I introduced this series of posts by highlighting the evaluation of snowboarding… but there are multiple events within snowboarding and they do not all use the same evaluation strategy. While many of the specific events use a component evaluation strategy (separate judges looking at different parts of the athletes’ performance), the slope style event uses a holistic evaluation strategy, that is, each of six judges gives a grade from 1 – 100 considering a range of features of the run (including things like creativity, difficulty, execution of tricks, landings) but it is the overall impression that is the primary focus.
Yesterday’s first round of slopestyle boarding introduces us to a number of evaluation issues, but let’s focus on one: holistic scoring isn’t transparent and justifying the evaluative claim can be dodgy.
When top ranked Canadian slopestyler Mark McMorris received a score of 89.25 (which put him 7th) his response was: “It’s a judged sport; what can you do?” Canadian team coach Leo Addington repeated this perspective: “It’s a judged sport, and they saw what they saw and they put down what they thought.” He went on: “It’s always hard to tell without putting each run side by side, and the judging has many criteria – execution, amplitude, use of force, variety, progression. All those things are included in their thoughts … and they’re judging the entire run, completely, all those little things that sometimes we miss or don’t miss. It’s really hard to tell unless you study each one in slow motion all the way through.”
Holistic scoring is common in many evaluation contexts (assessments of student writing, lots of program evaluation) and expert judges (like teachers) assert they know a good performance when they see one without necessarily dissecting the performance. But it is more difficult to justify a holistic score and more difficult to challenge its veracity.
Coach Addington’s suggestion that judging each run in slow motion rather than as it is actually occurring is an interesting, although misguided, suggestion. Of course we see things differently in slow mo (that’s what the sports replay is all about) but that isn’t what is being judged in the case of most sports… what is being judged is the actual, authentic performance and even when replays show an error in judgement (let say about a penalty in hockey or a ball/strike in baseball) that judgement is mostly not overturned. So, the justification for a holistic score can’t be that you change the evaluand in order to make it clearer how you arrive at the judgement.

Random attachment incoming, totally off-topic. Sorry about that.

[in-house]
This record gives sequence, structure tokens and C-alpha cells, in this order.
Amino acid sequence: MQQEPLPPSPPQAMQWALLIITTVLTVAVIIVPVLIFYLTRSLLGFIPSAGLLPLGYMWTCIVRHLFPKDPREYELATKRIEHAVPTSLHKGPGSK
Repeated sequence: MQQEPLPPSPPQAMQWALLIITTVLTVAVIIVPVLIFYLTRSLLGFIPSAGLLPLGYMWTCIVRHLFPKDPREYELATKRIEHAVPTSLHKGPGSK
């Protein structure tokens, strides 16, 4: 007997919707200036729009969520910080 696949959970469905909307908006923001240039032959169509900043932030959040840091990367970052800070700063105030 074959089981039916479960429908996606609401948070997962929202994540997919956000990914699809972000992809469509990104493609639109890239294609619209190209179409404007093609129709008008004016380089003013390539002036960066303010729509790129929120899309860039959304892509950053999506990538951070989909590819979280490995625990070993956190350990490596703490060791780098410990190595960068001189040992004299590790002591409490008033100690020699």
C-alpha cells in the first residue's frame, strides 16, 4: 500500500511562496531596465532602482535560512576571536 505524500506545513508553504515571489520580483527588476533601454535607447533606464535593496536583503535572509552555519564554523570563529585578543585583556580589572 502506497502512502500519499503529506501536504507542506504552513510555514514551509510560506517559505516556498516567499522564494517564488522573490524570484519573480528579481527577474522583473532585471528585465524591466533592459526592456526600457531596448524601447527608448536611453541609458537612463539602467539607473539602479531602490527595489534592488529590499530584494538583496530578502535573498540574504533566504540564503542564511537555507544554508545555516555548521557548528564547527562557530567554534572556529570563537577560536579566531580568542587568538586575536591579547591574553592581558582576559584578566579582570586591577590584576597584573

So how can holistic scoring be improved and justified? Slopestyle is a very recent “sport” and so the accumulation of collective expertise about what counts as a quality performance isn’t well formulated and one imagines that over time the quality of the judging will improve… there will be higher levels of agreement among judges and among judges, coaches and athletes. In fact, in the slopestyle instance, the coaches and judges do have relationships that provide for learning from each other. Again, quoting Coach Addington: “We [coaches and judges] can sit down and discuss and say, ‘What did you see, what did we see?’ Maybe we missed something, and we learn from it and that’s how it’s evolving. They learn our perspective and we learn their perspective.” While the media has mistakenly conjured up an image of fraternization between judges and coaches, they misunderstand that evaluations that are fair, transparent and justifiable are necessarily dependent on just such conversations. Holistic scoring approaches can only be better with the development of greater expertise through experience in knowing what that ideal type, the strong overall impression looks like.
NOTE: For the rest of the snowboarding world and media the real story in snowboarding has been US snowboarder Shaun White’s withdrawal from the slopestyle competition.